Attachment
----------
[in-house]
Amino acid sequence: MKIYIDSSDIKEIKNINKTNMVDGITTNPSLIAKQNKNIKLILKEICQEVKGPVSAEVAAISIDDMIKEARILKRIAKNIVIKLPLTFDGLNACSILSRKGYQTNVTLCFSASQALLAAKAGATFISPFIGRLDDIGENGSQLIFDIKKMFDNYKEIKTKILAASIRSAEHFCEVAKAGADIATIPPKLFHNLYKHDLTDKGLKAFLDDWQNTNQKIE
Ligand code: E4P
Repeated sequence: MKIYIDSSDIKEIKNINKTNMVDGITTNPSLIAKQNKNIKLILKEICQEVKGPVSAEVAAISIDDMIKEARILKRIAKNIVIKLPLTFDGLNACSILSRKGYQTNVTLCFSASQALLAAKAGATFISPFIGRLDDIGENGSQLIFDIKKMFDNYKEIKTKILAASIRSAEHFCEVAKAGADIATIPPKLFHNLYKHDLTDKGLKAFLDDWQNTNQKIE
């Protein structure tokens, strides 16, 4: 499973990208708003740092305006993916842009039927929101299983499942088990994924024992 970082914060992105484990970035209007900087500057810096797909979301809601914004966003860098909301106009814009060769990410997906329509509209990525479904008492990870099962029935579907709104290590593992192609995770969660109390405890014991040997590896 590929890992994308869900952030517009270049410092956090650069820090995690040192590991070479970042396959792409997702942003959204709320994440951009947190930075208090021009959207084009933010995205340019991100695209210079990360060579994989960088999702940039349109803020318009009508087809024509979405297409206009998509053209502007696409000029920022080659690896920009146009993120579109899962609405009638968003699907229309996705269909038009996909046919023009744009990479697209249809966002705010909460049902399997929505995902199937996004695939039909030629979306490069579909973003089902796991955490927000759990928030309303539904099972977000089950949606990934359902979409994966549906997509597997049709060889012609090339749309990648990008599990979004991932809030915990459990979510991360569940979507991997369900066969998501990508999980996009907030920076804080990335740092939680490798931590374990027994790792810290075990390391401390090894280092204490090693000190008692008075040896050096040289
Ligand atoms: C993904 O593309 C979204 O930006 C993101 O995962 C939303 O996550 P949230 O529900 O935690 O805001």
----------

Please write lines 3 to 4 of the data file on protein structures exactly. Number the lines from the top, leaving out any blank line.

Ligand code: E4P
Repeated sequence: MKIYIDSSDIKEIKNINKTNMVDGITTNPSLIAKQNKNIKLILKEICQEVKGPVSAEVAAISIDDMIKEARILKRIAKNIVIKLPLTFDGLNACSILSRKGYQTNVTLCFSASQALLAAKAGATFISPFIGRLDDIGENGSQLIFDIKKMFDNYKEIKTKILAASIRSAEHFCEVAKAGADIATIPPKLFHNLYKHDLTDKGLKAFLDDWQNTNQKIE